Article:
Octavia Spencer portrays Dorothy Vaughan in “Hidden Figures.”

I’m thinking that this year’s Oscar parade is going to have a good deal more “color” than previous years. Here’s one reason: Theodore Melfi (“St Vincent”) has finally brought to the screen a story that is so old, even the oldest of us can’t remember.

I’m betting that even in the black communities few know that a mass of black women led, we’re told here, by three courageous women, helped put John Glenn into orbit, and projected America into the space age.

Those three women, mathematicians Katherine Goble (Taraji P. Henson), Dorothy Vaughn (Octavia Spencer) and Mary Jackson (Janelle Monae) began their careers working for NASA in the computer offices in the Hampton, Virginia, field office. Remember that this was 1962, when the stink of Jim Crow still hung in the air even in the nation’s Capital.

These women, and the flock of hardworking, well-educated black women they nurtured, toiled away the hours in what appears to be a series of connected basement rooms. They were not in the center of the action, but rather a half mile from the Space Task Group where the director of the process, Al Harrison (Kevin Costner) sat with his crew in a more comfortable, air-cooled modern building watching the Soviet Union, who just celebrated Sputnik, get ready to be the first nation to not only orbit the earth, but maybe put a man on the moon.

Harrison is surrounded by a brigade of head scratching white men (and I think three white women) in white shirts and black ties, uniform crew cuts, horn-rimmed glasses and shirt pockets full of pens. They’re all engineers and really smart, even though they sort of look like Sears Roebuck washing machine salesman or Rotarians out for lunch. Then, one of the white supervisors (Kirsten Dunst) volunteers to enlist the help of Katherine Goble, a widow and the mother of three equally smart (you would be too if Goble were your mother) little girls.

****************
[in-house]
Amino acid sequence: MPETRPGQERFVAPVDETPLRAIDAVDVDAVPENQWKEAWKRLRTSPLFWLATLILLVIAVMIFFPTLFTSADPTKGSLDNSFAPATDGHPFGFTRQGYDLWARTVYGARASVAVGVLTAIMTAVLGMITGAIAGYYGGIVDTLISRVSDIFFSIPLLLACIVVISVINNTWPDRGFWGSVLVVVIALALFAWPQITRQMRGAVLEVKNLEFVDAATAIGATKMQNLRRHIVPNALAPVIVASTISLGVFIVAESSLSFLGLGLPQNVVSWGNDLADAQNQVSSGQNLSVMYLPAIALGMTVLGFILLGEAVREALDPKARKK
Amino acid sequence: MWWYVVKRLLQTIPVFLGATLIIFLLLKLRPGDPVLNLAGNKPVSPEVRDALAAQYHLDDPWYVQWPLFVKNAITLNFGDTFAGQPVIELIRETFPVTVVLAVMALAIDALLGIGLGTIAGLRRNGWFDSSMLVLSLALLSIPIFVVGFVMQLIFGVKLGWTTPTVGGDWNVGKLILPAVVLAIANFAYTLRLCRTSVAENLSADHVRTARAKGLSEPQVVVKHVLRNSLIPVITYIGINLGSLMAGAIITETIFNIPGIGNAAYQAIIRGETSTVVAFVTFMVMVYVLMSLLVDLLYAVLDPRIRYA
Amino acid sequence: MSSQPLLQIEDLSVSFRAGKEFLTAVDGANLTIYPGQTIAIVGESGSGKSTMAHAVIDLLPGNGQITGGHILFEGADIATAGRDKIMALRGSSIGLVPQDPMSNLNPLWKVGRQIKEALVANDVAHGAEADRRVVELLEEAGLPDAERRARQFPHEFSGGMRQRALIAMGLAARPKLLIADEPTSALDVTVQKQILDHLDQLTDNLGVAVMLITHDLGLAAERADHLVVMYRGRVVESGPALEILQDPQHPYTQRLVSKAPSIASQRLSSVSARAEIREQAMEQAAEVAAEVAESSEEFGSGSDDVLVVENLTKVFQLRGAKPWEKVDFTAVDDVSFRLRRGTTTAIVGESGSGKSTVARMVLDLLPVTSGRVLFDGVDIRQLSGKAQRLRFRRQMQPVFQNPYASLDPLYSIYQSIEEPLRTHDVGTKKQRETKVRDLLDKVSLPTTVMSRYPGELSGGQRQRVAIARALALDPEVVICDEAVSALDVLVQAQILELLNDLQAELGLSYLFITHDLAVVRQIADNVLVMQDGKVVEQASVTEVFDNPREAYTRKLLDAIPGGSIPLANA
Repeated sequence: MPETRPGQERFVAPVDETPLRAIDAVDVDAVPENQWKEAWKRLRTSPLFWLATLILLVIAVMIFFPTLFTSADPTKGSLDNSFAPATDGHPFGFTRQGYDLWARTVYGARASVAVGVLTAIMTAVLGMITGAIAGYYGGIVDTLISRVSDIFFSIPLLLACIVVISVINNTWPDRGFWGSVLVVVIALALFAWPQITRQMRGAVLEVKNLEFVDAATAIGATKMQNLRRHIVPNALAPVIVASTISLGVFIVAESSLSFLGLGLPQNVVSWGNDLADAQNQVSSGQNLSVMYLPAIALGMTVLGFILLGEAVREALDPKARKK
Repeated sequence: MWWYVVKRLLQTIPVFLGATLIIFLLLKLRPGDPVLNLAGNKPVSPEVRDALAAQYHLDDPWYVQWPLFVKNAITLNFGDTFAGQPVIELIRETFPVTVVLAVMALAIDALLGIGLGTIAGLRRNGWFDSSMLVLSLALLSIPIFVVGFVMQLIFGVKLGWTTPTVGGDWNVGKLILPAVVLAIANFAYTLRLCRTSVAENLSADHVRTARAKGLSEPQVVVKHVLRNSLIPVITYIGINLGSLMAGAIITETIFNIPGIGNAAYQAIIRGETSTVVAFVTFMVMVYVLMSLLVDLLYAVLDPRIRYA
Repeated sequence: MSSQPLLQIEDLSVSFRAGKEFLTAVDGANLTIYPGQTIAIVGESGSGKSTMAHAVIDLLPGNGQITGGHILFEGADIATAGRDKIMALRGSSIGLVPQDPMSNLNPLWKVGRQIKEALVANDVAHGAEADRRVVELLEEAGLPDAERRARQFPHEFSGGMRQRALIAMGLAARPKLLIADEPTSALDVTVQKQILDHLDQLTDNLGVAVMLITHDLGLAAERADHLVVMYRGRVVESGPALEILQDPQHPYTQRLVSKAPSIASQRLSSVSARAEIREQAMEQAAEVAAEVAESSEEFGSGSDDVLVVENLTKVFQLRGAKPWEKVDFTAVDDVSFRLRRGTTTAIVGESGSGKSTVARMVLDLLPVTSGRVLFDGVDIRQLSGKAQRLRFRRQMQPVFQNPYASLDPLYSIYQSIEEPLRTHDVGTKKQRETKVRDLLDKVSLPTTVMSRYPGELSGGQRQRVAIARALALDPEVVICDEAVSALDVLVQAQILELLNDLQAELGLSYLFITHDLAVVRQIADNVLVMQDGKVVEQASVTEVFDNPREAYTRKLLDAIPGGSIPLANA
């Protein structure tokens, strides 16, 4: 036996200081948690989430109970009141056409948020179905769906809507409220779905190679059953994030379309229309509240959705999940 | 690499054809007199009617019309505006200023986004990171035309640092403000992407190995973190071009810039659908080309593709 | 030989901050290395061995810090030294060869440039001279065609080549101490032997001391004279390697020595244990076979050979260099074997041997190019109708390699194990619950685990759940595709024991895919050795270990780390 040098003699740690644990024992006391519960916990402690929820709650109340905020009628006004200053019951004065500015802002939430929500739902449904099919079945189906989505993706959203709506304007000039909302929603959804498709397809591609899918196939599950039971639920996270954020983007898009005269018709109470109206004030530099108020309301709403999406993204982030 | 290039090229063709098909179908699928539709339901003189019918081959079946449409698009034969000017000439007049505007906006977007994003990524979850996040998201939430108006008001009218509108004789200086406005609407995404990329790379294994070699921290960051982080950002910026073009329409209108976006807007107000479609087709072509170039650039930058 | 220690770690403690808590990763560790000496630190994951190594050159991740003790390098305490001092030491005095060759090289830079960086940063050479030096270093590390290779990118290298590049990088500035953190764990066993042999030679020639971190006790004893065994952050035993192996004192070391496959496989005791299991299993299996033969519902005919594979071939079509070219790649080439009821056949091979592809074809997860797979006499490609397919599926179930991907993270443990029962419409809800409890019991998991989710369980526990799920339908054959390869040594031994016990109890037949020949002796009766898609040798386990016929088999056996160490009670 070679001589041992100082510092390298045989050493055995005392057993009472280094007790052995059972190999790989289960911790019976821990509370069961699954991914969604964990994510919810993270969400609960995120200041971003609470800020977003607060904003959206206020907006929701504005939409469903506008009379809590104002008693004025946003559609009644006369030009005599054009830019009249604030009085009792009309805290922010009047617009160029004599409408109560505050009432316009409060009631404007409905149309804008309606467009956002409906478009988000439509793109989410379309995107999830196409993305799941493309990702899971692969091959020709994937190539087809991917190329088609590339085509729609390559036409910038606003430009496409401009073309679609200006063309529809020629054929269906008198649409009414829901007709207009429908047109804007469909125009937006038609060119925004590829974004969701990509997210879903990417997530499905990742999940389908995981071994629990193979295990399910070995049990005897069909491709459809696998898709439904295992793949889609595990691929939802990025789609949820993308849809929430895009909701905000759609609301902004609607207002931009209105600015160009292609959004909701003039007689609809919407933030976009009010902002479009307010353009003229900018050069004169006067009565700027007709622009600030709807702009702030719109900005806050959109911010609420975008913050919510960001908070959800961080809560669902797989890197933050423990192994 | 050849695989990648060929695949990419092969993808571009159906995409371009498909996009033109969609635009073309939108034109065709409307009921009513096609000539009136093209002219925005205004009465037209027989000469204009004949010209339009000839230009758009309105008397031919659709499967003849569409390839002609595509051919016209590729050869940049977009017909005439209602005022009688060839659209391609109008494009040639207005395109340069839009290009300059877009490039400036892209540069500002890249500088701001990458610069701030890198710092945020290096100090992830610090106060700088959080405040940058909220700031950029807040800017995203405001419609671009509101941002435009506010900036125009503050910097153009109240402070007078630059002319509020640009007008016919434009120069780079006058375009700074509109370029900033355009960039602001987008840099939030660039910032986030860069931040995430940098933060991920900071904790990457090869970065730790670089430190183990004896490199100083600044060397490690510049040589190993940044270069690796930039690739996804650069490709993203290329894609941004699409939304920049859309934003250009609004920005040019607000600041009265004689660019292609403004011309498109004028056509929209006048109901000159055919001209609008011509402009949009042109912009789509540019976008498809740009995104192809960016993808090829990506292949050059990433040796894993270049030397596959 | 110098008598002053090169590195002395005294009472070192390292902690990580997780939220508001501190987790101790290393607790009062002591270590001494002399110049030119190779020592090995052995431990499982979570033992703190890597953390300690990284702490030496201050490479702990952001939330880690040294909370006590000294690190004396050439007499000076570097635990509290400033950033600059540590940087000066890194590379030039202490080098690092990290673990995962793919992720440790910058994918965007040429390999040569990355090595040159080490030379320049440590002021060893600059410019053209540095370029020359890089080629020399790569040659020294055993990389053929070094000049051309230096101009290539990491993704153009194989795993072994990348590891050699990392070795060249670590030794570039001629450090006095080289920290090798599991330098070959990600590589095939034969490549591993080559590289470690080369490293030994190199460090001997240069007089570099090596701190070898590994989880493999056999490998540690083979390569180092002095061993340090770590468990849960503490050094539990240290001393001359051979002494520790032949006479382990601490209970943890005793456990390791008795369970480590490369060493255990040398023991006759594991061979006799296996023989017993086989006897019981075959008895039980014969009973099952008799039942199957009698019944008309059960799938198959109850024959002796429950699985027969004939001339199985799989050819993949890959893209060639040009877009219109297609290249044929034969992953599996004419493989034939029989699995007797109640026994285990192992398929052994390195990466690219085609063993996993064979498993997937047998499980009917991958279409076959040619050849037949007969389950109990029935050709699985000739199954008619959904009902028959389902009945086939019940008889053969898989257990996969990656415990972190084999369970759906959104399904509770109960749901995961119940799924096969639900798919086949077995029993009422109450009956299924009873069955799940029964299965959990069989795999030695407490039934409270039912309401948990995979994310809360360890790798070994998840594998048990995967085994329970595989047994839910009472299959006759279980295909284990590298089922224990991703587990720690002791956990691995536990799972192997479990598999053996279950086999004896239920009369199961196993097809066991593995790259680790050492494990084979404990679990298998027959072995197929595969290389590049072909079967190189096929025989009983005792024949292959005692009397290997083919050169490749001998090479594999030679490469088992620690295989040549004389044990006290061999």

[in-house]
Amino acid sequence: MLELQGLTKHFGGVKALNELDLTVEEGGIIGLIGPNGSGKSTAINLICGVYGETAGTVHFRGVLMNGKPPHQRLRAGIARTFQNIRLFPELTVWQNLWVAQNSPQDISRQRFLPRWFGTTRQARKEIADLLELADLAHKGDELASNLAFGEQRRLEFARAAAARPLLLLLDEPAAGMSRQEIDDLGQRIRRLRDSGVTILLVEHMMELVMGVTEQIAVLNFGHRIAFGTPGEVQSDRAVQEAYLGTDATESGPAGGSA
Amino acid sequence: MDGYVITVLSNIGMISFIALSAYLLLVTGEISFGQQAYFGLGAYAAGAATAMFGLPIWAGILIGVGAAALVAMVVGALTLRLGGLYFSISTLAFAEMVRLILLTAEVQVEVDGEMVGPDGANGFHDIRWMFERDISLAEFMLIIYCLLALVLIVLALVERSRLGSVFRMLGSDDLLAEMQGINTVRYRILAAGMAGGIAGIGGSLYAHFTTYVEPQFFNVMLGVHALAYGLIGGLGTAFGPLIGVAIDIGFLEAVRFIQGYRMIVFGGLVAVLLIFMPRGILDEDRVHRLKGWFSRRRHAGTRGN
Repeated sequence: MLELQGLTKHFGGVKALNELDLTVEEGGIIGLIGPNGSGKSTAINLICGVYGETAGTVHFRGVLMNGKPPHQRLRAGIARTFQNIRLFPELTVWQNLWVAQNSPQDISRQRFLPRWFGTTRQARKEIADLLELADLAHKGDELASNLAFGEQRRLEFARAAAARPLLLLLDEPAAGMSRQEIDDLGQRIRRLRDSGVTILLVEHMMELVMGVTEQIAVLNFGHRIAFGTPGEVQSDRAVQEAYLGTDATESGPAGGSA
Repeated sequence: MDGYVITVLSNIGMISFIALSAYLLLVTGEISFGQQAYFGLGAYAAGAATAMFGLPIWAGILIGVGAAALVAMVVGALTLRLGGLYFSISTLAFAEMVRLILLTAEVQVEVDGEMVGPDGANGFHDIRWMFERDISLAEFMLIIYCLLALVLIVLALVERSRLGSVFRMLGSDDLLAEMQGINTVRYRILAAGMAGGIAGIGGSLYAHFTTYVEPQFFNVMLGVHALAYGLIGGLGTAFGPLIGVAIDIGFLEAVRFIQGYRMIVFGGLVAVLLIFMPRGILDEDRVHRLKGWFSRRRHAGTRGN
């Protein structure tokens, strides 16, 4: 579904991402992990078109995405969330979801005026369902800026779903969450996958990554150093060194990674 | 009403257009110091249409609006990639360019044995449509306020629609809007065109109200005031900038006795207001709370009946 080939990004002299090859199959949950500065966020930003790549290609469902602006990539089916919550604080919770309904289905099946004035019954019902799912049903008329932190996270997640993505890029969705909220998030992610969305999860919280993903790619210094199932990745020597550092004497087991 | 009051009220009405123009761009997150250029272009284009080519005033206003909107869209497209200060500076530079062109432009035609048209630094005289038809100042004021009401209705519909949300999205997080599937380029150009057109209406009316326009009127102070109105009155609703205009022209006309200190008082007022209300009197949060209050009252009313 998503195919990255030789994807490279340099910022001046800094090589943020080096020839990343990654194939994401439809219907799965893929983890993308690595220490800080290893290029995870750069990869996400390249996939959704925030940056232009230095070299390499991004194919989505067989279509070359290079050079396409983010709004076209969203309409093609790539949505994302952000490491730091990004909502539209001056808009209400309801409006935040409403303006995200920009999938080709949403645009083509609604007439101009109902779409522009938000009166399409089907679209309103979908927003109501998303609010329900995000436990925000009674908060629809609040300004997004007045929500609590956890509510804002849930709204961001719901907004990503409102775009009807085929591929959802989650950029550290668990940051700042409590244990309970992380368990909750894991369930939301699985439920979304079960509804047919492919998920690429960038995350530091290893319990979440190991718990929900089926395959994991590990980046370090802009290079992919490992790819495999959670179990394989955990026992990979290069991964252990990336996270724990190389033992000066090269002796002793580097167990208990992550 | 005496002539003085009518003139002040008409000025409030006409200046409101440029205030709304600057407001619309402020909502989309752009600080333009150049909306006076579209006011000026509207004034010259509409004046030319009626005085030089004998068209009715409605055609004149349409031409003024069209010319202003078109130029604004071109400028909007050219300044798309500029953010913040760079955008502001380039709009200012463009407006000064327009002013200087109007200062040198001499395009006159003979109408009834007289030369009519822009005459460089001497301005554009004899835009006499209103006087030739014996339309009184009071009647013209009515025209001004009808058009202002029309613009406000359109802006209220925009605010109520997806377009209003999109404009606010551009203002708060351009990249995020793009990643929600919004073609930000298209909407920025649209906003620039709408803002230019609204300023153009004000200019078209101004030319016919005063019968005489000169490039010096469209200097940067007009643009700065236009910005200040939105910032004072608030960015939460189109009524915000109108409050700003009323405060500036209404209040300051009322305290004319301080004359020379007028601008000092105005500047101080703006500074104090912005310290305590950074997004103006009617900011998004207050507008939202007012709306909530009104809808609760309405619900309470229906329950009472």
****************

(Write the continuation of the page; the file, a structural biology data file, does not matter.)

This opens the movie up to a semi-documentary series of racial episodes: Goble is given tons of work already proofed by white men, and her own coffee pot (because white scientists won’t touch anything she touches.) Then, to go to the bathroom, Goble has to run a round-trip jaunt of one mile, even if it’s raining.

Then there is Mary Jackson, the youngest and more “movie starish” of the trio, who has to attend classes at a white high school to get her engineering degree. Even then, she has to go to court to get permission to go to the all white school.

The fun grows when Vaughn (Spencer) wanders into a computer room where white guys can’t figure out how to work the brand new IBM machines. Vaughn spends an hour here alone, and solves the problem. A black “girl” showing up white guys? How is that possible?

The all white group discover that Vaughn is smarter than they are and that’s a tough capsule for them to swallow, but they do swallow it. When one after another mathematical/engineering problem topples after being touched by these women, they’re forced to applaud.

But this is not a Disney classic. Racism and snobbery abound, many tears are shed — but the three black genius amigos rise above the herd of crew cuts and smartly dressed prejudicial white women supervisors.

Other familiar hidden figures pop in and out: “Moonlight’s” Mahershala Ali, Kirsten Dunst, “Big Bang Theory’s” Jim Parson, and a very large parade of small parters who make up a fun, exciting and historic film.

Director Melfi’s directorial baton provides some heart breaking moments and a cascade of joy in the finale.

The ubiquitous Hans Zimmer provides the music, along with a touch of “Happy” composer/entertainer Pharrell Williams.

My question is: Why did it take so long to get this on the screen? Watching the three leads kind of answers the question.

J.P. Devine is a former stage and screen actor.